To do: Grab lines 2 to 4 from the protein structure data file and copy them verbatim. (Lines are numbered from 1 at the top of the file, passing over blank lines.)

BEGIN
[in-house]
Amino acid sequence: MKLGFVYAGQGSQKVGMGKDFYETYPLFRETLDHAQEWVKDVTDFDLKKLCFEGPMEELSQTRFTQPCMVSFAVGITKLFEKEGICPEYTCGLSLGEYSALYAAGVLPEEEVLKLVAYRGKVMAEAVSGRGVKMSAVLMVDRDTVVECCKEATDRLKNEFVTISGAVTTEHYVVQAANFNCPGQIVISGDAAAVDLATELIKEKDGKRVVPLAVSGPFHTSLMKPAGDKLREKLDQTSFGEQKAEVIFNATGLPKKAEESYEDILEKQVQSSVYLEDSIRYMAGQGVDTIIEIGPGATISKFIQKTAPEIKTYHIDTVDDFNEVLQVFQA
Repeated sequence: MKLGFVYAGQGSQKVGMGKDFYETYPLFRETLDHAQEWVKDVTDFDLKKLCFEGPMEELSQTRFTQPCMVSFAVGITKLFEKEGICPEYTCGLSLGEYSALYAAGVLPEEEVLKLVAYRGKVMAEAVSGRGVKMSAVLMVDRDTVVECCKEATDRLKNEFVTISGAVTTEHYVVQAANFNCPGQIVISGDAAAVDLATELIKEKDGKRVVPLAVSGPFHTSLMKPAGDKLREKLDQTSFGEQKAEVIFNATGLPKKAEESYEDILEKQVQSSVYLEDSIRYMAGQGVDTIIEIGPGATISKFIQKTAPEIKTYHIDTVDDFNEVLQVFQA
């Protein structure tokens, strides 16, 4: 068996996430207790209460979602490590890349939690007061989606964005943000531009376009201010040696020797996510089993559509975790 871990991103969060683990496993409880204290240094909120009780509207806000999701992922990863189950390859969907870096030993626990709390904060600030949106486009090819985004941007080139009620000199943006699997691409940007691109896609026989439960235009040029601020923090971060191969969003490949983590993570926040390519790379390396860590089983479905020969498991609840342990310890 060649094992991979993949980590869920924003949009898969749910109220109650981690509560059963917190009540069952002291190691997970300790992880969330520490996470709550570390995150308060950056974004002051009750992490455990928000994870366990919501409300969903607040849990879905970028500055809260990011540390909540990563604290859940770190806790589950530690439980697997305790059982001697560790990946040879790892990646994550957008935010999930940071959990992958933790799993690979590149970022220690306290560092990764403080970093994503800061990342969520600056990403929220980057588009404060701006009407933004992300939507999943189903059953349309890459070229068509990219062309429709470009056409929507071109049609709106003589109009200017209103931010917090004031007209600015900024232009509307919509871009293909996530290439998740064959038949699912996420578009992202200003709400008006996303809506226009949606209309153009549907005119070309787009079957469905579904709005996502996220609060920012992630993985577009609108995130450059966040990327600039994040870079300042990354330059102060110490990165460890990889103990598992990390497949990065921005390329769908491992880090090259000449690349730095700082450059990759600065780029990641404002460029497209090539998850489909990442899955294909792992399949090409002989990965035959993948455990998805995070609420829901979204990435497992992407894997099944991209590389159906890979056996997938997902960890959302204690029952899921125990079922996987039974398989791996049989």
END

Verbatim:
Amino acid sequence: MKLGFVYAGQGSQKVGMGKDFYETYPLFRETLDHAQEWVKDVTDFDLKKLCFEGPMEELSQTRFTQPCMVSFAVGITKLFEKEGICPEYTCGLSLGEYSALYAAGVLPEEEVLKLVAYRGKVMAEAVSGRGVKMSAVLMVDRDTVVECCKEATDRLKNEFVTISGAVTTEHYVVQAANFNCPGQIVISGDAAAVDLATELIKEKDGKRVVPLAVSGPFHTSLMKPAGDKLREKLDQTSFGEQKAEVIFNATGLPKKAEESYEDILEKQVQSSVYLEDSIRYMAGQGVDTIIEIGPGATISKFIQKTAPEIKTYHIDTVDDFNEVLQVFQA
Repeated sequence: MKLGFVYAGQGSQKVGMGKDFYETYPLFRETLDHAQEWVKDVTDFDLKKLCFEGPMEELSQTRFTQPCMVSFAVGITKLFEKEGICPEYTCGLSLGEYSALYAAGVLPEEEVLKLVAYRGKVMAEAVSGRGVKMSAVLMVDRDTVVECCKEATDRLKNEFVTISGAVTTEHYVVQAANFNCPGQIVISGDAAAVDLATELIKEKDGKRVVPLAVSGPFHTSLMKPAGDKLREKLDQTSFGEQKAEVIFNATGLPKKAEESYEDILEKQVQSSVYLEDSIRYMAGQGVDTIIEIGPGATISKFIQKTAPEIKTYHIDTVDDFNEVLQVFQA
């Protein structure tokens, strides 16, 4: 068996996430207790209460979602490590890349939690007061989606964005943000531009376009201010040696020797996510089993559509975790 871990991103969060683990496993409880204290240094909120009780509207806000999701992922990863189950390859969907870096030993626990709390904060600030949106486009090819985004941007080139009620000199943006699997691409940007691109896609026989439960235009040029601020923090971060191969969003490949983590993570926040390519790379390396860590089983479905020969498991609840342990310890 060649094992991979993949980590869920924003949009898969749910109220109650981690509560059963917190009540069952002291190691997970300790992880969330520490996470709550570390995150308060950056974004002051009750992490455990928000994870366990919501409300969903607040849990879905970028500055809260990011540390909540990563604290859940770190806790589950530690439980697997305790059982001697560790990946040879790892990646994550957008935010999930940071959990992958933790799993690979590149970022220690306290560092990764403080970093994503800061990342969520600056990403929220980057588009404060701006009407933004992300939507999943189903059953349309890459070229068509990219062309429709470009056409929507071109049609709106003589109009200017209103931010917090004031007209600015900024232009509307919509871009293909996530290439998740064959038949699912996420578009992202200003709400008006996303809506226009949606209309153009549907005119070309787009079957469905579904709005996502996220609060920012992630993985577009609108995130450059966040990327600039994040870079300042990354330059102060110490990165460890990889103990598992990390497949990065921005390329769908491992880090090259000449690349730095700082450059990759600065780029990641404002460029497209090539998850489909990442899955294909792992399949090409002989990965035959993948455990998805995070609420829901979204990435497992992407894997099944991209590389159906890979056996997938997902960890959302204690029952899921125990079922996987039974398989791996049989």